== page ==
Provide many opportunities to give and receive feedback that is specific, helpful and kind.  Next, allow students to reflect on feedback in order to carry out their revision.

Critical friends is a protocol of project based learning that is familiar to the Junior CEOs.  We received feedback from students in different grades as well as teachers in efforts to build prototypes that were engaging to all students.

The Junior CEOs blogged about their internship experience everyday.  As part of this reflection, the interns looked to their feedback and made a list of revisions they would use on their prototype.IMG_0866

8. Encourage Creativity, Voice and Choice:

Students are given some freedom to the design and creation of their prototype.

The interns chose which element of engagement that they would like to create a prototype for.  Many design tools were introduced to the interns including applications, for drawing, presenting, developing games, and moving making.  Junior CEOs were given voice and choice on how to design and present their prototypesIMG_0636.

 

9. Collaboration: 

With respect, compromise, and the sharing of individual strengths, students can do more when they work together.

The interns were a great mix of students in both grade and skill levels. The individual talents and strengths continually complimented one another throughout the design thinking process. Through challenges and achievements, I encouraged the interns to respect and appreciate each other’s differences.  When we gathered every morning and huddled together before dismissal, the Junior CEOs understood that they were unified in making Edcite better for students.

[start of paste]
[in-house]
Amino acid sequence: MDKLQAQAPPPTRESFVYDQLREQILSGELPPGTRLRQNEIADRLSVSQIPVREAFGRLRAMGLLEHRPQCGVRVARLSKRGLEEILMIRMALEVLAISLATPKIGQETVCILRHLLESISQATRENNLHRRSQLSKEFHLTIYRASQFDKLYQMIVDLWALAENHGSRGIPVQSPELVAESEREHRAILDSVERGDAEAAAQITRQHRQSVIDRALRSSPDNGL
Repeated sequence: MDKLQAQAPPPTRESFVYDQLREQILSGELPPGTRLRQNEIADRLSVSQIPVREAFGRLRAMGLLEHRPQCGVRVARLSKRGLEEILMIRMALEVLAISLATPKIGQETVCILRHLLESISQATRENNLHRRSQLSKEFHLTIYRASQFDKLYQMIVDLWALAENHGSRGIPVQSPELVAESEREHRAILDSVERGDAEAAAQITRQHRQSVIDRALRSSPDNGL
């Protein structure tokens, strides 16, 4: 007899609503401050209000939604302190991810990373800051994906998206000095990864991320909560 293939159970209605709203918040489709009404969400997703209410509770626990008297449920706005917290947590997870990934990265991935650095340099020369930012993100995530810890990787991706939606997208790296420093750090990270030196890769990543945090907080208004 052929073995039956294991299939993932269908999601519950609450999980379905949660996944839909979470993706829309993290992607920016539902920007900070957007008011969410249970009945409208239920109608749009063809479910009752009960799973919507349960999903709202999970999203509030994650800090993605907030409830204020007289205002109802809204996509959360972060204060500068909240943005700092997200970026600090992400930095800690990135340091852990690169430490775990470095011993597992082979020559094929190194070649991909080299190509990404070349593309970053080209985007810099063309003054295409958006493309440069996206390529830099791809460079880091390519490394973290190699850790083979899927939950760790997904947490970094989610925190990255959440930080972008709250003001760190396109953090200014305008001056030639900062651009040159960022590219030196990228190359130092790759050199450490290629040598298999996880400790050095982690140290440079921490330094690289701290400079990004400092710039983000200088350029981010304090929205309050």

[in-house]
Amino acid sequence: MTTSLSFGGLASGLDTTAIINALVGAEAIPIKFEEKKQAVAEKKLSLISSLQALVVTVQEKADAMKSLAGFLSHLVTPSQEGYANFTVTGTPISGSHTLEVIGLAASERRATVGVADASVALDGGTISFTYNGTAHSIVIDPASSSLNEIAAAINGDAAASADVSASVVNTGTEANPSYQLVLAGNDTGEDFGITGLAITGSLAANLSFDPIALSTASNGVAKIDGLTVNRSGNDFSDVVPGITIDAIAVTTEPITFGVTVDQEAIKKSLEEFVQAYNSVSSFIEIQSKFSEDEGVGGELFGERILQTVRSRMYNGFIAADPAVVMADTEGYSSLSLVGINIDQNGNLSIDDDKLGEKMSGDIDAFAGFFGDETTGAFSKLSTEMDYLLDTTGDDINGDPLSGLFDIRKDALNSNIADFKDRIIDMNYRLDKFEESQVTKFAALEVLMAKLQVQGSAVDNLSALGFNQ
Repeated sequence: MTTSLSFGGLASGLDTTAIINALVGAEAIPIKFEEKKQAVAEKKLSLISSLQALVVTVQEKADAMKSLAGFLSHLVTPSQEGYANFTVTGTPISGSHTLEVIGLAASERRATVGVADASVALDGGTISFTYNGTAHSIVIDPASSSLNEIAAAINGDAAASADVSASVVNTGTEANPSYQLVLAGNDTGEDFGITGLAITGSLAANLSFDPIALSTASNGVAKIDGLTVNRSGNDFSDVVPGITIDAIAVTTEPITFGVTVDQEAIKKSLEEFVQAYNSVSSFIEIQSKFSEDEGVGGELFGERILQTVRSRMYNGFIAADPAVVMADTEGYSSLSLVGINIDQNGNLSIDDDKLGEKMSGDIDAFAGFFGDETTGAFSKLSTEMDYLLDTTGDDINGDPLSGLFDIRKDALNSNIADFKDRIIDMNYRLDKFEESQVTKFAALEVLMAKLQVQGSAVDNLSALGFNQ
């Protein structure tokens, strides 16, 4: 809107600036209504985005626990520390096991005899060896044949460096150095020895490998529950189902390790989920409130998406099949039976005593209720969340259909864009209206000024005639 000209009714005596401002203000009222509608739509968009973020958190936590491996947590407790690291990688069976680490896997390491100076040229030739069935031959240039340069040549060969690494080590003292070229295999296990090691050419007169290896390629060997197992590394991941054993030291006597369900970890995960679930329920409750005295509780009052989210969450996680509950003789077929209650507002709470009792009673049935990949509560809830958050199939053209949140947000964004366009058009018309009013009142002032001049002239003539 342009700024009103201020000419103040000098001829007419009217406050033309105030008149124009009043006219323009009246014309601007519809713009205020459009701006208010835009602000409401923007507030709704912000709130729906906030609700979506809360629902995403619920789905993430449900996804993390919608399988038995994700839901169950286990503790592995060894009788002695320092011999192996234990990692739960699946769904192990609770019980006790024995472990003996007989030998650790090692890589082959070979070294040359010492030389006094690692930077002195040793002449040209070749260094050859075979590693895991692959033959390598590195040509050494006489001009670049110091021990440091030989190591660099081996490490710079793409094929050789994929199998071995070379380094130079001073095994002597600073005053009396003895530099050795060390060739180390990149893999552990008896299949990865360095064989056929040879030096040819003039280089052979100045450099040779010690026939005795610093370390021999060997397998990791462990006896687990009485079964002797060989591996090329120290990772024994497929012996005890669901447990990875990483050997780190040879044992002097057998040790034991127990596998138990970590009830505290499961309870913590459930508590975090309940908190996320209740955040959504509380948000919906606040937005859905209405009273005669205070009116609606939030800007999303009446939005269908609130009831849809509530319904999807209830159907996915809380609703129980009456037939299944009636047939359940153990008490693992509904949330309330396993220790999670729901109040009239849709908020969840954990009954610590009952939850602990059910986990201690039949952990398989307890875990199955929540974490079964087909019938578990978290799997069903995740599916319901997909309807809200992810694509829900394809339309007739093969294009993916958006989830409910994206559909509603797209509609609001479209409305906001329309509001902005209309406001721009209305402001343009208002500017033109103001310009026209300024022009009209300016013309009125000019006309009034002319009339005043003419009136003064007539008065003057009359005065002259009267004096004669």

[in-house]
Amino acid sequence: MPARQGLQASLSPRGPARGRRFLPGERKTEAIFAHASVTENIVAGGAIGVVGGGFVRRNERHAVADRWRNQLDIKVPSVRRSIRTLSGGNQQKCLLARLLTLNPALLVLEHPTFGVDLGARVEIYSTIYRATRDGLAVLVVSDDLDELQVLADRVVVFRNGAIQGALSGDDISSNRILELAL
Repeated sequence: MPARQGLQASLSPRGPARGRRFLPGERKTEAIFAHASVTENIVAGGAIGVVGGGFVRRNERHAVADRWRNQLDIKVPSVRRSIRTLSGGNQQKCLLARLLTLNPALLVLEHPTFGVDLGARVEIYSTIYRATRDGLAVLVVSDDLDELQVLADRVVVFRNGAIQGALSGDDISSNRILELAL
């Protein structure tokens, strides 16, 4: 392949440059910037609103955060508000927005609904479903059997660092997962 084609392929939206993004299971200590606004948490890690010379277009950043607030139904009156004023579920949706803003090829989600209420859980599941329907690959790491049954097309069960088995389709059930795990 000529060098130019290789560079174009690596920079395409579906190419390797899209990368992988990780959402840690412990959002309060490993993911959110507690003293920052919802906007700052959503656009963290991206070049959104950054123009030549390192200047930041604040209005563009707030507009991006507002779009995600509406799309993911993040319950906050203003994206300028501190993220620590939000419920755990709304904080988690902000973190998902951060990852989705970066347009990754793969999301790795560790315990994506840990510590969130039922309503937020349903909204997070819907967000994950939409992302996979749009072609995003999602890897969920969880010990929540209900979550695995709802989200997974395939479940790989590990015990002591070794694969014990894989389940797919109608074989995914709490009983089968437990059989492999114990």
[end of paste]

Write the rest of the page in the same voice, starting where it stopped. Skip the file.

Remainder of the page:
10. Public Audience:

Allow students to rise to the occasion,  presenting their work beyond their classmates and teacher.

Junior CEOs collaborative presentation included a prototype pitch to Edcite.  Edcite staff listened to each presentation, giving feedback and presenting questions.  Parents and members of the community listened as the interns practiced their communication skills.

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IMG_0681
Ms. Melo (center) and the Junior CEOs celebrating birthdays and the end of a successful first week of the internship.

Sheryl Melo has been teaching for 11 years — 10 of which have been at Katherine Smith Elementary School in San Jose, CA. Mrs. Melo currently teaches 5th grade. She is on the Katherine Smith School Tech Team, a team that helps integrate more education technology. As Mrs. Melo says, “I get really pumped about technology that help me bridge the differences and challenges among my students.  I love tools and applications that  allows my students to  embrace their strengths and creativity.  I appreciate how technology gives us a platform to teach, connect, contribute, and make this world a better place.”